December 18 2021: The joint parliamentary committee's report on the Personal Data Protection Bill, 2019, which recommends wide ranging changes, including widening the scope of to include non-personal data and pitches for all social media platforms to be declared 'publishers' has been tabled and will be taken up by the two Houses next week. Details of the main features from an IndiaToday report:
The JPC has recommended that since the Data Protection Authority (DPA) will handle various types of data at various security levels, it will be difficult to distinguish between personal and non-personal data.
The committee has recommended that all social media platforms that do not act as intermediaries be considered publishers and, therefore, be held accountable for the content they host.A mechanism may be devised by which social media platforms which do not act as intermediaries are held responsible for the content from unverified accounts on their platforms, the report said.
The committee has also suggested that no social media platform be permitted to operate in India unless the parent company in charge of the technology sets up an office in the country.
The committee has said that self-regulation and existing media regulators are insufficient and ill-equipped to regulate the journalism industry.
The committee has expressed concerns about the safety of the SWIFT network, which enables international financial transactions between banks.
It has recommended that a new sub-clause 49(2)(o) be added to allow the DPA to regulate hardware manufacturers and related entities.|
It has urged the government to establish a dedicated lab/testing facility with branches across India to provide certification on the integrity and security of all digital devices.
"The government’s surveillance of data stored in India must be strictly based on necessity as laid down in the legislation," the report said.
Member in the panel Jairam Ramesh has submitted a dissent note. His objection primarily is to a clause that allows the Centre to exempt any agency under its purview from the law. Government and government agencies are treated as a separate privileged class whose operations and activities are always in the public interest and individual privacy considerations are secondary.”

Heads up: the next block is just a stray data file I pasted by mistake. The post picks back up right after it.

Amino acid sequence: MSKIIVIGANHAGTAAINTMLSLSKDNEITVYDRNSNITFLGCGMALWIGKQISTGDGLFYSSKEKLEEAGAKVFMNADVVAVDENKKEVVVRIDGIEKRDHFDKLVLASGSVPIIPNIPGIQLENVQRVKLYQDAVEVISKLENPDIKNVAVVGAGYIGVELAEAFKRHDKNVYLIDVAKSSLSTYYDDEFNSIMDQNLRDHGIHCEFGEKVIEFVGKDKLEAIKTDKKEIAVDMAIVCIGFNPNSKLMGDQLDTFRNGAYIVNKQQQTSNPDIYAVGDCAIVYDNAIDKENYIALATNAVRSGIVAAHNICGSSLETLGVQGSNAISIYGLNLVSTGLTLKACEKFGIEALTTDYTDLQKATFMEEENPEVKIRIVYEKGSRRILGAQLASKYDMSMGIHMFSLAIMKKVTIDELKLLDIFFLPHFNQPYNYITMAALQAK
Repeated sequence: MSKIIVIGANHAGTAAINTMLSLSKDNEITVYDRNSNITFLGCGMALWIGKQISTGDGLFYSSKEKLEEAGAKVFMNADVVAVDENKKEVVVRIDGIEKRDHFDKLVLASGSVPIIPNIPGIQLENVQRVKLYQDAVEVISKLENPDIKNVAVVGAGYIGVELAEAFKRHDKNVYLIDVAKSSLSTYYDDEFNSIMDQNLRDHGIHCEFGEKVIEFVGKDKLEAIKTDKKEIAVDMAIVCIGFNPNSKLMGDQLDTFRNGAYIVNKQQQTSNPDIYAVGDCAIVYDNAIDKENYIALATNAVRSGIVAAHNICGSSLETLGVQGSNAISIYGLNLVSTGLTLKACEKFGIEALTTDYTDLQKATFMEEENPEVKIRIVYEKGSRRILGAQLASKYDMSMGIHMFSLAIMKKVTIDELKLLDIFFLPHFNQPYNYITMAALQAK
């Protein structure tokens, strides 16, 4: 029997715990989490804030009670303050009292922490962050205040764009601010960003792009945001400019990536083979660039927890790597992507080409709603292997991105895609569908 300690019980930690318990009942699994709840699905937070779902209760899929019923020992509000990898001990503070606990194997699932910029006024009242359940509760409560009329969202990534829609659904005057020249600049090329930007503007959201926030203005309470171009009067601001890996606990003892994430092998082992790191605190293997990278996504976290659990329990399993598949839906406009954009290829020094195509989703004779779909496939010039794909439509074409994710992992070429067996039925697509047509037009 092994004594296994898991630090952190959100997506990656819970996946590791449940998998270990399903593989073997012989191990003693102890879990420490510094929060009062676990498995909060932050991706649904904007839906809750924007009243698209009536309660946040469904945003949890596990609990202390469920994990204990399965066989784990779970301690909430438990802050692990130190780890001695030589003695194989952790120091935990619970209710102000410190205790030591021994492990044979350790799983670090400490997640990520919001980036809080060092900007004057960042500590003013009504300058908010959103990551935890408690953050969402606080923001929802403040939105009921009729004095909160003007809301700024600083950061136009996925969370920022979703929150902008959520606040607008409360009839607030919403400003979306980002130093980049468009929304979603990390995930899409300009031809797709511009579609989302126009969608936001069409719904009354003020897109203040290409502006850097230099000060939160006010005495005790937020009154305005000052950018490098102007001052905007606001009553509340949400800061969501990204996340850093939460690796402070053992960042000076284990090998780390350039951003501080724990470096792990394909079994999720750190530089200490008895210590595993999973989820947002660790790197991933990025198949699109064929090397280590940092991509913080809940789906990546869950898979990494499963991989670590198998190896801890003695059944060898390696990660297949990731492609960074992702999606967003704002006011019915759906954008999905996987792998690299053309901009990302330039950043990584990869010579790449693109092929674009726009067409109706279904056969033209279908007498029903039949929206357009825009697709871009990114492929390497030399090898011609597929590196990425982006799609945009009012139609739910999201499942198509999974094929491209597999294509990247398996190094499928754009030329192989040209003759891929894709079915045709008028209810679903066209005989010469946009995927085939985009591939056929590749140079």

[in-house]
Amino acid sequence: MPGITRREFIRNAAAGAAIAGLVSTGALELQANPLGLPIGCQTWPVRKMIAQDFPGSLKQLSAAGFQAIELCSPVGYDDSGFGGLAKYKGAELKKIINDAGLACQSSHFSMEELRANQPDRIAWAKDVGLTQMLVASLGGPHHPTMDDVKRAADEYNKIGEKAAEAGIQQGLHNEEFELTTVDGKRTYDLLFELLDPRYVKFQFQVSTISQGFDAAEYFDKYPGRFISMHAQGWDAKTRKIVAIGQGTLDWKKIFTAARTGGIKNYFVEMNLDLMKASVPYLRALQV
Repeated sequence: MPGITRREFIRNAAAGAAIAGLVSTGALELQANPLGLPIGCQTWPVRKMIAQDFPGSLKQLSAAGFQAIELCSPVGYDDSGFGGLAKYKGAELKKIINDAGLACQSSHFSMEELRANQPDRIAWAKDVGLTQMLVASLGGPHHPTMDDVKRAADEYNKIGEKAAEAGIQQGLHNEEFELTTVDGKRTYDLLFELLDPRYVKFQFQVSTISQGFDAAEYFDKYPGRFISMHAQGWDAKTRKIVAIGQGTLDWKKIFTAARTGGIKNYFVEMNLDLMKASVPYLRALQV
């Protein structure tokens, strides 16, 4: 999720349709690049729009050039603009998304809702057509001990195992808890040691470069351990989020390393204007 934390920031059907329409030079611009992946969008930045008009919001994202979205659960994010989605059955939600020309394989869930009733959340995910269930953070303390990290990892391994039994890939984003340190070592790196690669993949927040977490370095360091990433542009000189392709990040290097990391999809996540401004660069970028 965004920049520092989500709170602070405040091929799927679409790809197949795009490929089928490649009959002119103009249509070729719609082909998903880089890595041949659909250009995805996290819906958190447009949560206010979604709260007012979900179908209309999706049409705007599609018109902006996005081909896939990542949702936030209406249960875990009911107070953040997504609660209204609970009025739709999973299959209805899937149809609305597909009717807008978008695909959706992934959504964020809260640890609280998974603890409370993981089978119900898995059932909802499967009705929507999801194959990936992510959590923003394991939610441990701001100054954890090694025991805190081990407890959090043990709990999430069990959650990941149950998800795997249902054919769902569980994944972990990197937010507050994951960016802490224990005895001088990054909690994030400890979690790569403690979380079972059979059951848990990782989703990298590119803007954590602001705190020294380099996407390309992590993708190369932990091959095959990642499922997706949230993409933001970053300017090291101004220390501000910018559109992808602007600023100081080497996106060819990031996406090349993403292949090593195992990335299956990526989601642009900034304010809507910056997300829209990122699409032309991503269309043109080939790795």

NASSCOM and Data Security Council of India: A robust data protection law is critical to safeguard the privacy of Indian citizens while driving India’s success in the digital economy. While the JPC has retained much of what was positive with the 2019 Bill, and accepted many more recommendations from the industry, certain areas will require further deliberation – particularly the expansion of the scope to cover non-personal data. NASSCOM will continue to work with the Government towards passing a law that brings regulatory certainty and delivers on our collective duty to protect India’s personal data.
The JPC has made certain significant recommendations that apparently go beyond the scope of the proposed data protection law, including those around stringent data localisation policies, social media intermediaries and financial systems. NASSCOM-DSCI expects these to be widely debated and discussed so that India continues to enable cross-border data flows without undue restrictions, provide an effective safe Harbour regime for intermediaries and ensure a globally competitive market ecosystem for FinTech and the financial sector in general.
The proposal in the report to have the Bill apply to “non-personal data” and having a “single regulator” for both personal and non-personal data needs careful analysis and deeper debate. This is required as the imperatives for a policy on non-personal data are to enable data driven innovation and unlock economic value. These imperatives arguably require a different regulatory approach than that needed for regulating personal data processing, where the focus is primarily on protecting privacy and preventing harms arising from the abuse of personal data. Given the enormity of these imperatives it is important to first operationalise the Bill’s original mandate well, that is, the processing and protection of personal data. The Government has another committee specifically to examine non-personal data, and any legislative decision should ideally follow the policy discussions.